SDR and I built a complan that maybe include some element of closed business as the incentive comp what if I'm paired with an AE that can't close the business from move the pipeline along? And how do you address those objections? It's a fair objection, but part of it is I honestly believe, first of all, we're doing two to two or no, you're never going to be relying on just one person. So that takes a little bit of that. That that out of the equation. I am a firm believer, though, especially when it comes to the AE's, that they are directly responsible for the success of the SDRs in many cases. So the a the SDRs that are successful are successful becaust a lot of the a's that they're working with are are working with them to make sure that they're successful. That takes, I believe, that, part of the equation out of it. You're always going to have better SDR is in better account executives, but what I've seen is that if you have them work together and they're both aligned to be successful, it becomes equitable. I haven't had a situation at CB insights where we had the situation that you're talking about where someone's just not getting the right resources necessary or not having the right account executive. We also try to make sure that pair based on one senior person to an a and one not as senior person, and we rotate it based on management sort of deciding how to make it fit best. Got It. That's reassuring. I think a lot of folks are thinking about implementing some of those solutions and want to make sure they do it the right way. When you look at success and failure in your current role, and I know that you've got some interesting ideas about failure, but you know what, do you think the biggest drivers are from success and failure for my role? I'll start by saying, and you say you know, you mentioned failure and it just made me think of I was reading in in our newsletter last week on in our CEO writes our newsletter. He wrote something pretty I thought was pretty powerful, and it was about not fetishizing failure. You know, it's failure is one thing that's somehow has especially with with founders, as opposed to not talking about my role or sales roles, that failure happens with when you're selling. But failure is sometimes romanticized and when it comes to startups, but the reality is it sucks and you know, and as on and said, founders should not be talking about, Oh, I'll just learn something and I'll go on to my next thing. You should not want to fail. If you do, don't celebrate it. And maybe that's harsh and I don't think sales as salespeople, we always learn. I do think there's times where failure is really helpful, especially if you're experimenting, and you know we get our ass is kicked a lot and we do fail. But that question you just said made me think of what I read with on him. But from going back to your question about the biggest drivers between success and failure, for me it goes back to what I said before. Hiring the right people that are were willing to work as hard as necessary to get stuff done. That is a huge equation and how successfull you are, no matter how good you are as a sales leader, if you don't have the right people on your team, your there's no way to succeed. And I think also it's about making the team feel like they're one, that they'll work together they have this and that that goes to the culture I was talking about before. It's wanting to win together. We have a competitive team, but not they don't compete with each other. We set up competitions, they work with each other and they love when each other succeeds, and that part of the culture. I think it's really important to to being successful. And, like I said, we rely on less experienced team. If we don't provide the right resources them, we're not going to be successful. And then just from an accountability perspective, you know you talked about asking about success and failure. I think being accountable, openly accountable and holding your team accountable is the only way to make sure that you're going to be successful. I've seen in many cases, and I've done in him at myself in many cases earlier in my career is if you don't hold people accountable and if you you don't move on from people that are not the right fits or not pulling their weight, that could bring the rest of the team down. And so I think making sure there's Accountabilities and incredibly important thing. And then, I know I'm talking a lot, but I should say also from a CS perspective, as I do,...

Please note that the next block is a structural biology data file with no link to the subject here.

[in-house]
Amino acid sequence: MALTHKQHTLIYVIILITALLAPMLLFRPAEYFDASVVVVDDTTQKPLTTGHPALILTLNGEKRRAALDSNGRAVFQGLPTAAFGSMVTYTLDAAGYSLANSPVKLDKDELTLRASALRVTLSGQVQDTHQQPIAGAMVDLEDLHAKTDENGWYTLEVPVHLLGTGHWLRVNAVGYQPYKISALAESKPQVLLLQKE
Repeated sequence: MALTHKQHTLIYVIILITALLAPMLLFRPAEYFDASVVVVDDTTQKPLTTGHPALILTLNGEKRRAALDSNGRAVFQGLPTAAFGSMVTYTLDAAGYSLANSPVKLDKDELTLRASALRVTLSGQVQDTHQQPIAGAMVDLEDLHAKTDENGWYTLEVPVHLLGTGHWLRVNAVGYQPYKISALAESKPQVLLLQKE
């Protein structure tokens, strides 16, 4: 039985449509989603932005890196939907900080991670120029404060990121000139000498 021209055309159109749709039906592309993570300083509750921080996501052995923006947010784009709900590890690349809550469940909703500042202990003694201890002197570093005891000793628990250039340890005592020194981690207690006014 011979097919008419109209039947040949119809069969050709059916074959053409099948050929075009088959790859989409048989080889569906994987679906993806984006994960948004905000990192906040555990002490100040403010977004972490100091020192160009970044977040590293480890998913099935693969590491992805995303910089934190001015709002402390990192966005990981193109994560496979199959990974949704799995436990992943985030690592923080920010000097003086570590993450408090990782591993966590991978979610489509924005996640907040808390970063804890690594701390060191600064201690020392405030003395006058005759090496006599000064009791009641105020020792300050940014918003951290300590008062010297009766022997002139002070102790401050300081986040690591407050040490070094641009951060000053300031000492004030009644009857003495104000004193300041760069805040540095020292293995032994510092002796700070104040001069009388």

...oversee both sales and customer success. It see being sights if we can't get our customers engage in the platform right now. That's what my focus is on, is making sure that our customers are very engaged within the platform and making sure that they understand the value of the platform and we understand how we can help them. Those are things that are the difference between me being successful right now and not successful. And what are you specifically graded on? How are you measured? Always interesting to hear how a senior leader how their success is evaluated in the organization is it? Is it just straight revenue or is it more complicated than that? It's just shifted as as two thousand and seventeen ended and going into two thousand and eighteen. And for me, the the sales leader, CS leader, it should be old on whatever the the goals of the organization are right. So in two thousand and seventeen, my main goals were on revenue and then also net retention, and we were able to crush it from both perspectives. This year our focus is obviously still on revenue, it always will be, but we're spent paying specific attention to gross retention as opposed to net and I'm accountable for making sure that we see those goals, both not only just revenue but also making sure that our grosser retention is in a really good place. When you think about building the plan and you know your goal this you're as you mentioned, is to double again and you've doubled each of the last three years. You know you guys are setting very aggressive goals. How do you pick those goals and how do you work with the CFO to build those goals? You know what's your strategy there? Yeah, so our goal is actually not to double this year. We are still going to grow aggressively, but we're not even trying to double this year. What we're going to try to do is have a seventy five percent growth but then also, as I mentioned, focus a lot on throughout the organization on making sure that our grosser tension is where we want it to be and that that includes from a product perspective and includes from obviously, from a CS perspective. But in any event, the way that I work with the CFO. You know, when you think about the revenue plan, you know, and you actually talked a little bit about it today and your session at rain maker, you know you can't just take a number, throw the number out there and then throw the number of Bodies Times quota and think that you're going to get to there. It doesn't work that way. You have to be able to build the plan both top down and bottom up. You have to be able to make sure that there's enough lead flow to hit those goals and make them realistic. My philosophy with finance has always been sugar goes further than then vinegar. There's always going to be disagreement, but it's how you handle that disagreement. If we are aligned, we both just want the company to succeed and we just got to figure out where there's disagreement. But yeah, I mean it's not in a position to. Basically, if a numbers thrown at me, I'm going to from a competitive standpoint. I'm going to say I'm going to get there and I'll go and do what I have to do to get there, but that's not necessarily the A to me. You need to make sure that that you have the lead flow, the product and the right team to get to the goal. There's obviously something special about Mark Jacobs, besides your humility and the sharing of my last name. Yes, yeah, that's true, you have a very special last name. I didn't prep you for this question, but what do you think your superpower is? What do you think you interact with so many different sales leaders, so even beyond again, you're such a humble person, you're such a caring person, but you obviously think there's something that you're doing that special or different or I think you hopefully have some of that awareness. What do you think it is? What is it the thing that you think you're great at in a unique and differentiated way? I think I'm very good at making sure that I can build the right team and, as I said before, that's the most important thing. If I don't have the right team, it doesn't matter what my superpower is, I'm not going to be able to be successful. But I do think that I'm I have particular strengths and making sure that the culture is strong on that team. What I mean by that is it's mostly around root transparency and and working together and winning together and losing together sometimes, but hopefully not that often. But transparency is a big recipe for me for success. It's about setting the right expectations with a team. People, when they know that you're up front and and transparent, they don't worry about getting blindsided and that's extremely motivating.